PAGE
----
The contemporary idea of childhood in the United States is distinctly domestic: it regards the home and its appendages, such as schools and churches, as the child's proper places. Although U.S. attitudes toward childhood and children have European roots, approaches to child welfare in parts of Europe and non-Western societies often differ from American attitudes, since they have included the separation of children from their homes for purposes of maturation, APPRENTICE-SHIP, and early employment. From the American view, such practices are aberrant, harmful, and tantamount to ABANDONMENT in so far as they fall short of providing children with nurturing, parental home environments. Contemporary Western notions of abandonment sprang from this particular representation of domestic childhood and from normative judgments about a child's actual and ideal life course.
Dependent children are those who, through various circumstances, become dependent on private charity or public assistance. In the United States, ideas about children's welfare were inherited from the English Poor Laws under the principle of parens patriae, whereby the state is the ultimate parent of all children. In the colonial era, this resulted in two forms of relief for dependent children: indoor relief (assistance to parents in the home) and outdoor relief (alternate homes, such as ORPHANAGES and poor houses). For most of the seventeenth and eighteenth centuries, public administration was local and the household was the immediate source of authority, with the result that dependents had little direct contact with the state. Many thousands of children were brought to the colonies as indentures and the death rate in the Chesapeake was high for children as well as adults. Consequently, the indenture system tried to maintain household governance and the family system by placing children in homes while training them for future employment. It made little difference whether the child was poor, illegitimate, or orphaned and, regardless of cause, children who were left on their own were regularly indentured or apprenticed. Indenture afforded a reasonable solution to uncared-for children while reducing public responsibility for colonial dependents, including those who were orphaned, whose parents were unfit, or who misbehaved. In 1648 Virginia, for example, following the British model, the state could remove a child from a home with parents who were overly fond or if the child was "perversely obstinate."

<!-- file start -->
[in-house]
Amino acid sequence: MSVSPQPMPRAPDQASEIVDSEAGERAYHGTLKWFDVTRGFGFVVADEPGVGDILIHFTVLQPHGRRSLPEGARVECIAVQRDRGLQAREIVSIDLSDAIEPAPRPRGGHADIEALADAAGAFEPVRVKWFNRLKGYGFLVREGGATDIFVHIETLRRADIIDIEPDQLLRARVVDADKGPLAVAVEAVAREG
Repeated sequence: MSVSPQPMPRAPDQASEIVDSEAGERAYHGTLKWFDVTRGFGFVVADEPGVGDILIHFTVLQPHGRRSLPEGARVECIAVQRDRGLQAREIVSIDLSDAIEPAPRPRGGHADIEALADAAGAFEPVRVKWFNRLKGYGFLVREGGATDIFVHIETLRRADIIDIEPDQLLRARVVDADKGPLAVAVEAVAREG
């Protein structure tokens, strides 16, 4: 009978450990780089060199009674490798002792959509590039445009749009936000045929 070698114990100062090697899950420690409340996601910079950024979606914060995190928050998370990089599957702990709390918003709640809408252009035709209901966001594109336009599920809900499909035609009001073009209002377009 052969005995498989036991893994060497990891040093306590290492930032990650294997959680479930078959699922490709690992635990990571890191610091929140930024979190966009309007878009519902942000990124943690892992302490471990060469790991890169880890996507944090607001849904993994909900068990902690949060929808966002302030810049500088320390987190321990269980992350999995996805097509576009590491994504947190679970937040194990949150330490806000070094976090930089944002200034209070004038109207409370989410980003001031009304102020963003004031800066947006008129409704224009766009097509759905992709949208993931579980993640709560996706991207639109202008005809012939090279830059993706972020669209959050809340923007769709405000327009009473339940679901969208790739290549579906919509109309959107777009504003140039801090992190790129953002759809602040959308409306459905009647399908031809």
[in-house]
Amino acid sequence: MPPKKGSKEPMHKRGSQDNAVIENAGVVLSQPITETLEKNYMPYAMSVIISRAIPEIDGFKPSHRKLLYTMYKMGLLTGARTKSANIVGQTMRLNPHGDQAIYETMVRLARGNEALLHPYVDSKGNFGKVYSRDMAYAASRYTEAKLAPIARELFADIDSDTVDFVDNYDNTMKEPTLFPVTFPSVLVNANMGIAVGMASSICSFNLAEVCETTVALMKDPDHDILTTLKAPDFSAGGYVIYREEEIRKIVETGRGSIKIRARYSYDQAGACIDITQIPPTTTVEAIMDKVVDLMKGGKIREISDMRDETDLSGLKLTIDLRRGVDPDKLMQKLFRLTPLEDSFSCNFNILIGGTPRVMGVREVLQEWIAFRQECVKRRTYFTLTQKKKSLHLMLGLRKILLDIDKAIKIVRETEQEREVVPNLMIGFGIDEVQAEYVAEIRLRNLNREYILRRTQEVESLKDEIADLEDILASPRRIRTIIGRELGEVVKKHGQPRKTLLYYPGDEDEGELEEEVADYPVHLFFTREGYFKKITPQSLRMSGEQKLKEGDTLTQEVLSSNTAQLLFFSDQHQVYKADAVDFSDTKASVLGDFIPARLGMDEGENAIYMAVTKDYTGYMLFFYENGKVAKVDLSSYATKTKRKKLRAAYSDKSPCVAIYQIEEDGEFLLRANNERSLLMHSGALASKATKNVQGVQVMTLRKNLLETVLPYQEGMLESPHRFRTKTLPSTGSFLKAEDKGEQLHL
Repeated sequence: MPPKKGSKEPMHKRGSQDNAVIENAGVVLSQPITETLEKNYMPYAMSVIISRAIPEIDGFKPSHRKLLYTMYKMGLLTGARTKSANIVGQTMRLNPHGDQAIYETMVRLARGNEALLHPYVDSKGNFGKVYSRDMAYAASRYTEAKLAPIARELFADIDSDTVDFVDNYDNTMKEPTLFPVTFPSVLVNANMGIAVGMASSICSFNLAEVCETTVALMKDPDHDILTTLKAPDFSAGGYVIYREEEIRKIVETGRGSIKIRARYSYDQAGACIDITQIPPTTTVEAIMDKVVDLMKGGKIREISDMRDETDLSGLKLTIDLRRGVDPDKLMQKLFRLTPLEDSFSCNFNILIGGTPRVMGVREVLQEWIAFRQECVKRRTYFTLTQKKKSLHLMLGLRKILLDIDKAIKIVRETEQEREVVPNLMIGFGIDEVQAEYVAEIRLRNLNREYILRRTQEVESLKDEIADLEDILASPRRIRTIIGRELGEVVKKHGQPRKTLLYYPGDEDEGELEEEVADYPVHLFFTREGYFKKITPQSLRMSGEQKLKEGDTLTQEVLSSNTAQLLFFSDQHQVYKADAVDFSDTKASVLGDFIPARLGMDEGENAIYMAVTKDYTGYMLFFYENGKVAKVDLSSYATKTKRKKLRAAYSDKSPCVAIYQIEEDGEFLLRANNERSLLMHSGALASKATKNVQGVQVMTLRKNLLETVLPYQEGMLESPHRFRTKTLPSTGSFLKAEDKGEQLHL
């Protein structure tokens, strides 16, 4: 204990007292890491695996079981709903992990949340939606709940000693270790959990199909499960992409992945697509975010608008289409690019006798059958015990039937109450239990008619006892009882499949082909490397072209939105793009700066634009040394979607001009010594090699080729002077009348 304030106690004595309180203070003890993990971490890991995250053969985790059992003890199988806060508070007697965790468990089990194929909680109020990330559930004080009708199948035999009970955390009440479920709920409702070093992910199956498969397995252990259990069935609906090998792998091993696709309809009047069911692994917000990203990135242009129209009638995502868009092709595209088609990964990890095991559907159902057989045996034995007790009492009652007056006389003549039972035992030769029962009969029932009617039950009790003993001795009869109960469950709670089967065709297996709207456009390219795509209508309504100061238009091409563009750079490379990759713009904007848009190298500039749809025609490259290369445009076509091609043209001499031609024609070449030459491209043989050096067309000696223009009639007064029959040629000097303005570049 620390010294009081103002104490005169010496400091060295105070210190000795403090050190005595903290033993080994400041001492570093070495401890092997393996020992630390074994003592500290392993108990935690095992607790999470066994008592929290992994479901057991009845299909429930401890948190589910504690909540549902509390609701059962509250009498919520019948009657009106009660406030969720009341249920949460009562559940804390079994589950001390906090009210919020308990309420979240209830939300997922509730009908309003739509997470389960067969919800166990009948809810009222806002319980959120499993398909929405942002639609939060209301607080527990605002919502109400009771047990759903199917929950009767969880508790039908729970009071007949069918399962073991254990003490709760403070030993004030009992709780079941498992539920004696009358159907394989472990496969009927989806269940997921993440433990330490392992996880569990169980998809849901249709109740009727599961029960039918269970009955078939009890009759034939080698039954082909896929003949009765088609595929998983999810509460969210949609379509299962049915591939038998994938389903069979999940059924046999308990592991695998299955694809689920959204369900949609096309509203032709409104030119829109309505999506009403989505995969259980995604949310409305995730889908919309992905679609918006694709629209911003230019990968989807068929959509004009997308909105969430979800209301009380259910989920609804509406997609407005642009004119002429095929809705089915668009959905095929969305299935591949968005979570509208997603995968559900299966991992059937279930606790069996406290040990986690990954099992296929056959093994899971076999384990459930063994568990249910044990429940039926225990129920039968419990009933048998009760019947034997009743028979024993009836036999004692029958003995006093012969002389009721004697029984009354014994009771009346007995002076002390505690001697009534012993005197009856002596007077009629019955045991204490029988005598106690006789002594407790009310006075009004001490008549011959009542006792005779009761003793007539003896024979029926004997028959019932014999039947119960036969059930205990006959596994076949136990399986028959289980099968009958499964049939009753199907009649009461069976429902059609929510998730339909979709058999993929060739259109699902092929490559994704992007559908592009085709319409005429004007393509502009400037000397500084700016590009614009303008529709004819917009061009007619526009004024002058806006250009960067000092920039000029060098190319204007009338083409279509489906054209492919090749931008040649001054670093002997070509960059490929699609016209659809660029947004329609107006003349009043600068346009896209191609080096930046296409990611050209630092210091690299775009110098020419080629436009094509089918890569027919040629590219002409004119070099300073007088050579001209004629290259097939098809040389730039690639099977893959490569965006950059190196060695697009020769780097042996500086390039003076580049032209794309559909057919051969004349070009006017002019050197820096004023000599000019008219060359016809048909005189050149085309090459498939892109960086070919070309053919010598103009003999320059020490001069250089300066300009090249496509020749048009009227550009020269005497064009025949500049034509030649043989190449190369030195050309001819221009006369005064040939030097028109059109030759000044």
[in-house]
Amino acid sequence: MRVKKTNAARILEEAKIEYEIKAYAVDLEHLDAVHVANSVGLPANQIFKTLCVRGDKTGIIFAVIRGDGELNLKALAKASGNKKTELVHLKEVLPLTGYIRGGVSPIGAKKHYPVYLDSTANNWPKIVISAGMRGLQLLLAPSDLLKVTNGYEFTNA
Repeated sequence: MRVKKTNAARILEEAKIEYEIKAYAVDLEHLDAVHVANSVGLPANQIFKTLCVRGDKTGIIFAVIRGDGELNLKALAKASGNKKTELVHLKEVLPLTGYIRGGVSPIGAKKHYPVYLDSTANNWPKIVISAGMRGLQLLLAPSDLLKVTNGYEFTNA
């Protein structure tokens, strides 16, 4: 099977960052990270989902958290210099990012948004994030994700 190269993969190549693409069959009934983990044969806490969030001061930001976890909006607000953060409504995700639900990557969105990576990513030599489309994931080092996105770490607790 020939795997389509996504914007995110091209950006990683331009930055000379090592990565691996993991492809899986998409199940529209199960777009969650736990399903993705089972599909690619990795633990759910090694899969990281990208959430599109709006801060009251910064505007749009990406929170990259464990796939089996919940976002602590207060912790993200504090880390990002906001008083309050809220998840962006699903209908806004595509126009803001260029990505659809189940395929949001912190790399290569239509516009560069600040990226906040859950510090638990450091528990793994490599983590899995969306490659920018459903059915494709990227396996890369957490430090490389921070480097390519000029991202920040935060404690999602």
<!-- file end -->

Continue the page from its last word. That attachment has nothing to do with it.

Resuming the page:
The first private orphan asylum in North America appeared in 1738 in Georgia, and the first public orphanage did not open until a half century later, in 1790, in South Carolina, with 115 orphans. Others followed in New York City, Philadelphia, and Baltimore. The founding of orphanages demonstrates that by the late eighteenth century, congregate alternatives for dependent children were being tried. Whereas binding out and indenture favored the family setting and foreshadowed the subsequent shift to FOSTER CARE and ADOPTION, almshouses and orphanages foreshadowed a preference for congregate institutions.
The years prior to the Civil War witnessed a movement away from indenture and apprenticeship toward the rise of congregate institutions, based in rising objections to indenture for children, and an increase in the real numbers of dependent children. Moreover, as industrialization changed the size and nature of the family, the value of children shifted from their productive contribution to the family to parental bonds of affection for the child. The nineteenth-century cult of motherhood eroded the traditional patriarchal control over child custody, forging instead a romanticized ideology in which children were innocent and vulnerable and mothers had a special responsibility for protecting them. In 1838, a new judicial policy marked the shift from father's rights to mother's love in the adjudication of child custody. EX PARTECROUSE declared that children have needs, not rights; that they need custody, not liberty; and the place for a child was school, not prison. While the case is noted for shifting the parental responsibility of child custody from the father to the mother, it was also pivotal for legitimizing and elevating the practice of institutional custody.